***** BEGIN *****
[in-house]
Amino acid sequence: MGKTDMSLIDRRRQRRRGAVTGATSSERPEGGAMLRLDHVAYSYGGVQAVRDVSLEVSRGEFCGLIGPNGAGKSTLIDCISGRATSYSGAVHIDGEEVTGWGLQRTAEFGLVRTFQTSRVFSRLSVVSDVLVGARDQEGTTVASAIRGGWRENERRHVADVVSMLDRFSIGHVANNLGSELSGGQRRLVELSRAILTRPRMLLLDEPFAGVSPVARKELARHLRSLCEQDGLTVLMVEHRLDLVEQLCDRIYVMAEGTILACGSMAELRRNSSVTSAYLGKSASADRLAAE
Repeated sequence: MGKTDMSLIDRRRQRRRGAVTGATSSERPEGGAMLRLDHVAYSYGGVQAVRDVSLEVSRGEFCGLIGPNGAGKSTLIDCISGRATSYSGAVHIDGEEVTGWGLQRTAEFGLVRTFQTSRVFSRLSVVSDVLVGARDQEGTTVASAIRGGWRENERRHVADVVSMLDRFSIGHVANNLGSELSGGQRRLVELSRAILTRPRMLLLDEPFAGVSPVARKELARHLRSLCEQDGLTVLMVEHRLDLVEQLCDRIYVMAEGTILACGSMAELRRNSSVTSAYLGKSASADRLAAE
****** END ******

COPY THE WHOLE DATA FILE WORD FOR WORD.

[in-house]
Amino acid sequence: MGKTDMSLIDRRRQRRRGAVTGATSSERPEGGAMLRLDHVAYSYGGVQAVRDVSLEVSRGEFCGLIGPNGAGKSTLIDCISGRATSYSGAVHIDGEEVTGWGLQRTAEFGLVRTFQTSRVFSRLSVVSDVLVGARDQEGTTVASAIRGGWRENERRHVADVVSMLDRFSIGHVANNLGSELSGGQRRLVELSRAILTRPRMLLLDEPFAGVSPVARKELARHLRSLCEQDGLTVLMVEHRLDLVEQLCDRIYVMAEGTILACGSMAELRRNSSVTSAYLGKSASADRLAAE
Repeated sequence: MGKTDMSLIDRRRQRRRGAVTGATSSERPEGGAMLRLDHVAYSYGGVQAVRDVSLEVSRGEFCGLIGPNGAGKSTLIDCISGRATSYSGAVHIDGEEVTGWGLQRTAEFGLVRTFQTSRVFSRLSVVSDVLVGARDQEGTTVASAIRGGWRENERRHVADVVSMLDRFSIGHVANNLGSELSGGQRRLVELSRAILTRPRMLLLDEPFAGVSPVARKELARHLRSLCEQDGLTVLMVEHRLDLVEQLCDRIYVMAEGTILACGSMAELRRNSSVTSAYLGKSASADRLAAE